Minister Nakagawa stated that Japan would contribute to progress of the negotiation at the COP23 towards adoption of the relative guidelines of the Paris Agreement at the COP24 and support Fiji's effort in designing of Talanoa Dialogue. He also introduced the Japan's domestic and international actions as well as the assistance for the non-state actors' actions, and expressed intention to invite the 49th plenary session of the IPCC to Japan. Furthermore, Minister Nakagawa referred to the establishment of "Partnership to Strengthen Transparency for Co-Innovation" to enhance transparency of various actors' efforts addressing climate change and the provision of $500 million to the Capacity-Building Initiative for Transparency (CBIT) as part of the initiative, and promotion of climate actions by the launch of GHG Observing Satellite "IBUKI-2" (GOSAT-2).

(5) Climate Finance

Countries reaffirmed the continued progress of developed country Parties towards reaching the goal of jointly mobilizing USD 100 billion annually by 2020. Regarding the Adaptation Fund, the discussion took place towards the decision on the Adaptation Fund serving the Paris Agreement, subject to and consistent with decisions to be taken at CMA1-3 (December 2018). It was decided that the identification of the information to be provided by Parties in accordance with Article 9, paragraph 5, of the Paris Agreement would be taken over by the SBI (Subsidiary Body for Implementation) from 2018.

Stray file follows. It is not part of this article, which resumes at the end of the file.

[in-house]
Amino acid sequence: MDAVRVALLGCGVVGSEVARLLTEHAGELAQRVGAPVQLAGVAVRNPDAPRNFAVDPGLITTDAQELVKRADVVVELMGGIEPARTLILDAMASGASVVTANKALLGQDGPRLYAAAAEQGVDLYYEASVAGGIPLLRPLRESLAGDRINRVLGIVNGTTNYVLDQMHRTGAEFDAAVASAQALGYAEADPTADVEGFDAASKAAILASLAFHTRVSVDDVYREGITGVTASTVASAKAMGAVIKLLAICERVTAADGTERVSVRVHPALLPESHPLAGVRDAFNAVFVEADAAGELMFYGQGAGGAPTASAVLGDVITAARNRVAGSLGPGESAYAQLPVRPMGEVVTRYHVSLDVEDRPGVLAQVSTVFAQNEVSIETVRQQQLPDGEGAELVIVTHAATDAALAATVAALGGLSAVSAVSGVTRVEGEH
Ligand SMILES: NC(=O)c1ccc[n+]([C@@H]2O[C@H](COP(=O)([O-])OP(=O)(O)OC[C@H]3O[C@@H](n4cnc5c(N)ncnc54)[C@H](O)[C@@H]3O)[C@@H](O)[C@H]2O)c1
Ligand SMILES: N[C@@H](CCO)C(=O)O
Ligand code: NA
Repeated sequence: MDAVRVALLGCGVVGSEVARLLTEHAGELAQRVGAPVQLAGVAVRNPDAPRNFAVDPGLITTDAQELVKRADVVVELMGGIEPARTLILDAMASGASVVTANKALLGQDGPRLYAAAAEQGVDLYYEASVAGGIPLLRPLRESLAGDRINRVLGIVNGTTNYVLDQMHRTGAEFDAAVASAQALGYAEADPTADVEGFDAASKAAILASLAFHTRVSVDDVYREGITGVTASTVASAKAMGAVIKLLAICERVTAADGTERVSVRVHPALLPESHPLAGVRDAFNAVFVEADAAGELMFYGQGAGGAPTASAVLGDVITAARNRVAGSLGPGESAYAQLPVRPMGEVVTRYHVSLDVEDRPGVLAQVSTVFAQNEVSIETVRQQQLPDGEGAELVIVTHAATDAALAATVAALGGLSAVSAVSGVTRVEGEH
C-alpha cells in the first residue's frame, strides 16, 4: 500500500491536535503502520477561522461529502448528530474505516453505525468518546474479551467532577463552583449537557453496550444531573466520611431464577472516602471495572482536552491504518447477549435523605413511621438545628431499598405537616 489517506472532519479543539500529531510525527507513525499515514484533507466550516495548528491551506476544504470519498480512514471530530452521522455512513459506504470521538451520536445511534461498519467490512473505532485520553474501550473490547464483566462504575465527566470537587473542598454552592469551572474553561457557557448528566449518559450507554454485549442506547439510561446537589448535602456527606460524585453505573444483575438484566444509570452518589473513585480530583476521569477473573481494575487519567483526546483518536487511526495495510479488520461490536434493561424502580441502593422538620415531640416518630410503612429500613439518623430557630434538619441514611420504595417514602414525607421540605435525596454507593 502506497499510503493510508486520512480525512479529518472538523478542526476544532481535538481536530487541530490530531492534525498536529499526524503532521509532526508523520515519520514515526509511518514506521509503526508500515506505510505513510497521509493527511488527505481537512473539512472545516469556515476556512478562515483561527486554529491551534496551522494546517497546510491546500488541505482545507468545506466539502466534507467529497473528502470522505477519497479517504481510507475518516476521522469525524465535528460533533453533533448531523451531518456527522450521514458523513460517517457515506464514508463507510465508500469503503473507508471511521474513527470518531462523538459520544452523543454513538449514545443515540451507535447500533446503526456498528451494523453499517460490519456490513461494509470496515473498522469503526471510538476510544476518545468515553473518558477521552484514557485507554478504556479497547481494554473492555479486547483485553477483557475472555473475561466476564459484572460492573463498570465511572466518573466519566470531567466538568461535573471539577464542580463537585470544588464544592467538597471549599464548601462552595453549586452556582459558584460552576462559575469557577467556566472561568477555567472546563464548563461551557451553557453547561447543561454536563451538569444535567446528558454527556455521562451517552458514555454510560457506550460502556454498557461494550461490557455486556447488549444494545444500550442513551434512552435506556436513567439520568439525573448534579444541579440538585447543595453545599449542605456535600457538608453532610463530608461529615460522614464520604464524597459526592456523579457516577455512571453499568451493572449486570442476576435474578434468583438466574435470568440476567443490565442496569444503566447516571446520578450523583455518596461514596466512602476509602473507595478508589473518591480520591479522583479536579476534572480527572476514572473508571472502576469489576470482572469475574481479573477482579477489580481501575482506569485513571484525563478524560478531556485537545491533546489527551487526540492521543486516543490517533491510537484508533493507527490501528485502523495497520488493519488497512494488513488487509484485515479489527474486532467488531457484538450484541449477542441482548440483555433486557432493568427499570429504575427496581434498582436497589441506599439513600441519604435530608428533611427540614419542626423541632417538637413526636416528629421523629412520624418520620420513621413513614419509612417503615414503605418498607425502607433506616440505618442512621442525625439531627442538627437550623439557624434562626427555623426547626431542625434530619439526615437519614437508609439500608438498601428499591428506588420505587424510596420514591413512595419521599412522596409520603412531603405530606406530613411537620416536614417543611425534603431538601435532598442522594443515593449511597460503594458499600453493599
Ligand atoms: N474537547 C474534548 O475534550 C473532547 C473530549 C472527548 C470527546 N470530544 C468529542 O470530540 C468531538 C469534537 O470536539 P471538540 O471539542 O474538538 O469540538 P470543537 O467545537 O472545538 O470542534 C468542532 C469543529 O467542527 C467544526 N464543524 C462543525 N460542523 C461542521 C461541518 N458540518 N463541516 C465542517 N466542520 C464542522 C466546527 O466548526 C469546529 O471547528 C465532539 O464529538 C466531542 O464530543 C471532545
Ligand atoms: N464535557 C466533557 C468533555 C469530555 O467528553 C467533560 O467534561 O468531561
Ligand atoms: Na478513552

(6) Market mechanisms

Japan held "the 5th JCM Partner Countries' Meeting" where representatives of 17 partner countries of the Joint Crediting Mechanism (JCM) gathered to welcome the progress of the JCM and share the view to support further formulation and implementation of JCM projects. Furthermore, Japan held a side event on "Ministerial Declaration on Carbon Markets" at the Japan Pavilion. Among the signatories of the declaration, Honarable Aupito William Sio, Minister for Pacific Peoples from New Zealand and Honarable Stéphane Dion, Ambassador and former Minister of Foreign Affairs from Canada participated in the event. Honarable Masagos Zulkifli, Minister for the Environment and Water Resources from Singapore also attended and expressed to join the declaration.